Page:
By the way, anyone who bothers to seek out the DVD of this really has to give the included two-minute plus (!) theatrical trailer a look. In it, they really beat the H. G. Wells angle mercilessly. This includes the following hilarious assertion: “In this fantastic tale [i.e., the one they took the title and little else from], Wells tells the chilling story of a colony of ants who feed on atomic waste, causing them to grow into large, voracious monsters.” Given that Wells composed the story in the 1920’s, you may be less than surprised to learn that “atomic waste” is not actually mentioned. Of course, neither are Ants of Extraordinary Size.
Other aspects of note include some dialog wisely removed from the final print. We again watch the scene where Cap’n Dan and Joe fend off some ants with boat oars. “Go on, get out of here!” one is heard yelling, as if the monstrous insects were overly affectionate pooches! As well, they utterly blow the “controlled humans” aspect of the film, thus blowing it’s entire surprise plot twist.
As the site enters its sixth year of operation, it’s something of a shock to realize that not once have we featured a film made by Bert I. Gordon. This to me is a startling, nearly inexcusable lapse. (Nor am I the only such culprit. Liz Kingsley of And You Call Yourself A Scientist! apparently made a similar discovery during her roundtable review of Gordon’s Beginning of the End.)
Some will point out the absence from our pages of, say, the work of Ed Wood Jr. That’s a bit different, though. Wood’s work is so well covered I’m not sure what I could add. Gordon’s voluminous contributions to the Bad Movie field, however, are comparatively obscure. Besides, Gordon’s films were filled with giants and giant beasties. This kind of thing is right up my alley, and I can’t begin to explain his previous nonappearance on these pages. Time to make a list, I think, of those whose work I’ve ignored.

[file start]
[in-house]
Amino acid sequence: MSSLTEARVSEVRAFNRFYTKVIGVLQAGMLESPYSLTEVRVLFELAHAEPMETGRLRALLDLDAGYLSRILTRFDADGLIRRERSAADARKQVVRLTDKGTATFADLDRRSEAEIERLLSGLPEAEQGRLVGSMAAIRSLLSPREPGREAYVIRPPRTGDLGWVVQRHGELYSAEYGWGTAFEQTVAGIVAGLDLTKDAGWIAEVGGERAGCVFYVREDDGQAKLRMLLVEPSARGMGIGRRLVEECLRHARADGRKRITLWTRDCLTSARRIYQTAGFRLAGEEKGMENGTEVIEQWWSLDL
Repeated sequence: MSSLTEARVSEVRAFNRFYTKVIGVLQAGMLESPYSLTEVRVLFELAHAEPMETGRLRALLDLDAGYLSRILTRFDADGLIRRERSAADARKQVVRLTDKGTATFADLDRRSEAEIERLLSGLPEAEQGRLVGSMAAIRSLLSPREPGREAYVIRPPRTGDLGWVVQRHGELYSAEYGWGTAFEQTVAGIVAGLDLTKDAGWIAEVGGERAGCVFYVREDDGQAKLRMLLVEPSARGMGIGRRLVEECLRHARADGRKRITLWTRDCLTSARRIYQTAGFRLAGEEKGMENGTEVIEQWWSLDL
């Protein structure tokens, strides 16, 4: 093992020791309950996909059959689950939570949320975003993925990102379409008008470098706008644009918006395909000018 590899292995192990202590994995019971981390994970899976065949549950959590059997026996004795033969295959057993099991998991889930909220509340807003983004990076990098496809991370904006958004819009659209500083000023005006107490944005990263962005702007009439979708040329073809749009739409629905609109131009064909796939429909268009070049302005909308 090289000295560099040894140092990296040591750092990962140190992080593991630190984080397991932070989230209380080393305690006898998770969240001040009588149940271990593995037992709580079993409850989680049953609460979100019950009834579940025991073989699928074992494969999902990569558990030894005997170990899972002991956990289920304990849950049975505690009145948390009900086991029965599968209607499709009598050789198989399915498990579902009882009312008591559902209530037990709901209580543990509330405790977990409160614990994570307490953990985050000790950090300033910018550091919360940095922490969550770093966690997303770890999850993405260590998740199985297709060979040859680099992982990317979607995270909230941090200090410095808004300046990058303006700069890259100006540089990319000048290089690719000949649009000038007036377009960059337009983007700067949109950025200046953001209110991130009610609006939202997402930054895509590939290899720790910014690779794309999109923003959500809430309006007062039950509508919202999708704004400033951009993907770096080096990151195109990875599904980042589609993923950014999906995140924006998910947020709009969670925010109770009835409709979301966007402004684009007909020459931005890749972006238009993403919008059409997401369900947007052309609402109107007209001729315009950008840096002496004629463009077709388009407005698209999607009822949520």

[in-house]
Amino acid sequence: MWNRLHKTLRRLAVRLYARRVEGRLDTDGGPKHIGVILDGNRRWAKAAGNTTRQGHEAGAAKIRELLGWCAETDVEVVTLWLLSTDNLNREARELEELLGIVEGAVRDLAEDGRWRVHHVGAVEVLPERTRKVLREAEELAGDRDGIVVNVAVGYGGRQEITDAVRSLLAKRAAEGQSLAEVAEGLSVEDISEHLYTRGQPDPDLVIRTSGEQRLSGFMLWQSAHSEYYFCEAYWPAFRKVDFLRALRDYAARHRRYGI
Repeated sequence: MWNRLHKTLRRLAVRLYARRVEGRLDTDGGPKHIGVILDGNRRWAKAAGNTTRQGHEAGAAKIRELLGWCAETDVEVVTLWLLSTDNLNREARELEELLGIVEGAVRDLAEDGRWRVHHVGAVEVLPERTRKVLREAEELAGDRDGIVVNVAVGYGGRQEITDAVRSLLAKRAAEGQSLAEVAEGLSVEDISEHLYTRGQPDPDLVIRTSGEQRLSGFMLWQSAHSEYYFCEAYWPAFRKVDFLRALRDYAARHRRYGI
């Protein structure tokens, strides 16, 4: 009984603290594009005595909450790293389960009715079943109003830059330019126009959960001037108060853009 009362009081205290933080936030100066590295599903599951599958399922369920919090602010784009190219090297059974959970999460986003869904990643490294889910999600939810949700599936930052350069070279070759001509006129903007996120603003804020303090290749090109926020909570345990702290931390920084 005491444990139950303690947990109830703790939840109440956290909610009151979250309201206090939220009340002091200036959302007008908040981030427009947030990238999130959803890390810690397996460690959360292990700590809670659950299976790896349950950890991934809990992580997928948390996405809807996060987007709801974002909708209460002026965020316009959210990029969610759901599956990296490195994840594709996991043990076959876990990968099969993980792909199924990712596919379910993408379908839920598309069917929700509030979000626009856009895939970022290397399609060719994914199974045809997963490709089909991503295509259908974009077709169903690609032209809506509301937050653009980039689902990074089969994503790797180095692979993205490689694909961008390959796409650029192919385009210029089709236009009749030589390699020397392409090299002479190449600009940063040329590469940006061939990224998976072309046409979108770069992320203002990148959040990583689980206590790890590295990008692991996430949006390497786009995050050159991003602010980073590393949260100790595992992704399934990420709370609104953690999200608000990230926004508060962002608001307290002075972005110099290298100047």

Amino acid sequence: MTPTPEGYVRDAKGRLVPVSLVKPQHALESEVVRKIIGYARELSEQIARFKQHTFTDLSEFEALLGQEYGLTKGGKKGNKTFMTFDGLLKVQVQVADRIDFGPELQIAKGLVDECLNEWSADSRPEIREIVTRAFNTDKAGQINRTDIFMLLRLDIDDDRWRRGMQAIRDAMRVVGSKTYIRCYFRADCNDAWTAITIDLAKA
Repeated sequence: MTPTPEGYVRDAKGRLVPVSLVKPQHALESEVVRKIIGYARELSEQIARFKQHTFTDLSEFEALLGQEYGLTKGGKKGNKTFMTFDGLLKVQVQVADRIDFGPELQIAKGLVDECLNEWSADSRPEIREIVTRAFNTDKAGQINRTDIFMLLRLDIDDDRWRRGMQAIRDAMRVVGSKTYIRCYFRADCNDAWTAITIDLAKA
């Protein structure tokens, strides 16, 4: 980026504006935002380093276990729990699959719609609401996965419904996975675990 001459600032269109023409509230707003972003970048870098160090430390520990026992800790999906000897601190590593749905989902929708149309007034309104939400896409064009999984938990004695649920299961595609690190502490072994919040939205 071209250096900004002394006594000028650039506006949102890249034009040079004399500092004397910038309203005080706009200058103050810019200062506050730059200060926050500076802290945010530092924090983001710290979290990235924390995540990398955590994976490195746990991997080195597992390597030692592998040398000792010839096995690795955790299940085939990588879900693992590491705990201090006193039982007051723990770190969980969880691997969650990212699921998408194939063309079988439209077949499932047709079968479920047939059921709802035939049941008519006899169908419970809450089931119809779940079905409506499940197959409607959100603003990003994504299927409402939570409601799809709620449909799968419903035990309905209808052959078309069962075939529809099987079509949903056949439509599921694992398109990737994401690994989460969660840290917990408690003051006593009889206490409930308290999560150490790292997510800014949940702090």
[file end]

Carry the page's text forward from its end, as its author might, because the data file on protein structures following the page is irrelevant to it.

To fans like me, the fascination with Mr. Gordon is that he’s an exaggerated, virtually archetypical example of his breed. If you were to create a fictional ’50s sci-fi director, chances are he would call to mind Gordon more than any of his associates.
The ’50s saw many specialists in low budget sci-fi and horror pictures. Roger Corman, William Castle, Jerry Warren, Nathan Juran, Richard Cunha, Phil Tucker, Ed Wood and many other such toiled in these fields. Even so, in many ways Bert Gordon is more emblematic than any of these storied individuals. It’s not that he exhibited any unique traits to set himself apart. It’s that he inhabited the regular ones more fully.
First, Gordon was, like many of those listed above, a one-man filmmaking company. He produced them. He directed them. He wrote the screenplays, or at a minimum would provide the story ideas. And, of course, he did the special effects for his gigantism-themed pictures, which were the majority of his output. Charmingly, he was often assisted by his wife Flora in this, as well as in other production aspects. Their young daughter Susan, meanwhile, acted in several of their pictures.